Central African Republic Health Minister Jean-Michel Mandaba on Friday declared a new outbreak of cholera in the south of the country had already killed at least 10 people, Agence France-Presse reports. “Mandaba also urged the country’s ‘bilateral and multilateral partners’ to provide financial and technical aid,” the news agency writes. Health officials two months ago warned of a possible outbreak because of cases in nearby countries, according to the news agency (10/1).
Haitian health authorities on Friday said the death toll from cholera has risen to 6,435 since October and that “the number of people infected with cholera almost reached half a million, although the ministry repeated the epidemic was decreasing,” Xinhua reports (9/30). U.N. Under-Secretary-General for Humanitarian Affairs Valerie Amos wrapped up a three-day visit to Haiti on Friday, saying the “number of internally displaced persons (IDPs) still in camps in Haiti after their homes were destroyed by last year’s catastrophic earthquake has declined from 1.5 million to 600,000, but hardship in the settlements has not eased,” the U.N. News Centre reports. “Limited funding has led to a decline in the number of humanitarian agencies working in key sectors, such as water and sanitation and camp management. Hundreds of latrines are now unusable and overflow, especially during the current rainy season, posing significant health risks, even as efforts to keep the cholera epidemic at bay continue,” the news service writes (9/30).
Though “[c]holera vaccines are not a magic bullet and are not available in adequate numbers” to vaccinate everyone in Haiti, where at least 10 people die each day in an outbreak that began in October 2010, “there are compelling reasons to add vaccinations to the arsenal of public health weapons that has been deployed against cholera in Haiti,” a Washington Post editorial states. Efforts to improve access to clean water, educate the public about cholera transmission and treat those infected are ongoing, “[b]ut those efforts should be supplemented with an ambitious vaccination program starting as soon as practicable,” the editorial writes.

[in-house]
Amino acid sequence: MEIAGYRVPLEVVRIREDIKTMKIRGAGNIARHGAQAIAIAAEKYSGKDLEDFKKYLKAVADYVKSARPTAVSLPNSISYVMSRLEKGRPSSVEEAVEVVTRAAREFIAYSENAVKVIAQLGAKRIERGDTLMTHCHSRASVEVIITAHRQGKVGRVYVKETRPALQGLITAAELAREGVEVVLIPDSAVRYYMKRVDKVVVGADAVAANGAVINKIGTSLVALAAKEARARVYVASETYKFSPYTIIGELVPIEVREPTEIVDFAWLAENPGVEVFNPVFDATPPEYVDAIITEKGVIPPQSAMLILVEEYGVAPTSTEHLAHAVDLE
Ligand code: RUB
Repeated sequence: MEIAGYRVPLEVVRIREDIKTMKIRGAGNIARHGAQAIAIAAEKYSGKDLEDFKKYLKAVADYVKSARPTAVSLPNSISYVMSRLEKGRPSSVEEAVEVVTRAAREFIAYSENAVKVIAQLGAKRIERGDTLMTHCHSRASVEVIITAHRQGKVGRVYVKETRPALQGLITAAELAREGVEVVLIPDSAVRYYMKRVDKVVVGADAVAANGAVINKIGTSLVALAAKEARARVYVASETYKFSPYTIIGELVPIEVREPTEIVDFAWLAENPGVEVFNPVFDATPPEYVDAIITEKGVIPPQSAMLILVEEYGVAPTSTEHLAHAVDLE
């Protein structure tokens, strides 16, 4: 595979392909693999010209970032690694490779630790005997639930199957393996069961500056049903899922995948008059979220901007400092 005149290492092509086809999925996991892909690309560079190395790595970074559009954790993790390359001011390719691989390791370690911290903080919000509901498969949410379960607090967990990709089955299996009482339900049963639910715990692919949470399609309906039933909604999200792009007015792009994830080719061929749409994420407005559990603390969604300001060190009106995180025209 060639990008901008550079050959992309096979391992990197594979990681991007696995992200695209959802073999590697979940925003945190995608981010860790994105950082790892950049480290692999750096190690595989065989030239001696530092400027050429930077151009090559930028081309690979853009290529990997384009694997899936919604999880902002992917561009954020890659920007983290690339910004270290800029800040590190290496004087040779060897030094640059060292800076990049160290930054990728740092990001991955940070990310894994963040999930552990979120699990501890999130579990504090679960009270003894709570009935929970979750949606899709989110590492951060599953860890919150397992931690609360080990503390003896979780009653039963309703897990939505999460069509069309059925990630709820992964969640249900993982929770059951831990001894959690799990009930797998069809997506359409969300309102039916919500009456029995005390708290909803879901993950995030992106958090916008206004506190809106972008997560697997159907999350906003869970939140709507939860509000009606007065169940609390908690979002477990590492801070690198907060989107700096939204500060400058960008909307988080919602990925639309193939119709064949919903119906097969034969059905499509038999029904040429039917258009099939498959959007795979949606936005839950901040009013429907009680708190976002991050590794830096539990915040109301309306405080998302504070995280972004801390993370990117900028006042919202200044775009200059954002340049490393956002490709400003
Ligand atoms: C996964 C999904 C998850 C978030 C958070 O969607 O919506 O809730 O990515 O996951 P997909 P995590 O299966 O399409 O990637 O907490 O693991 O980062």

Chad Faces Food Security And Health Challenges, But Opportunity Exists For Improvement, U.N. Official Says
U.N. Humanitarian Coordinator for Chad Thomas Gurtner “says Chad faces daunting food security and health challenges” but that “peace and growing stability in Chad bodes well for the country’s future,” VOA News reports. He cited high rates of food insecurity and malnutrition among children, “insufficient rainfall” that likely will “limit agricultural production,” rising food prices, the “worst cholera epidemic in years,” and the return home of more than 80,000 Chadian migrants who were working in Libya and sending money home to their families, the news service notes.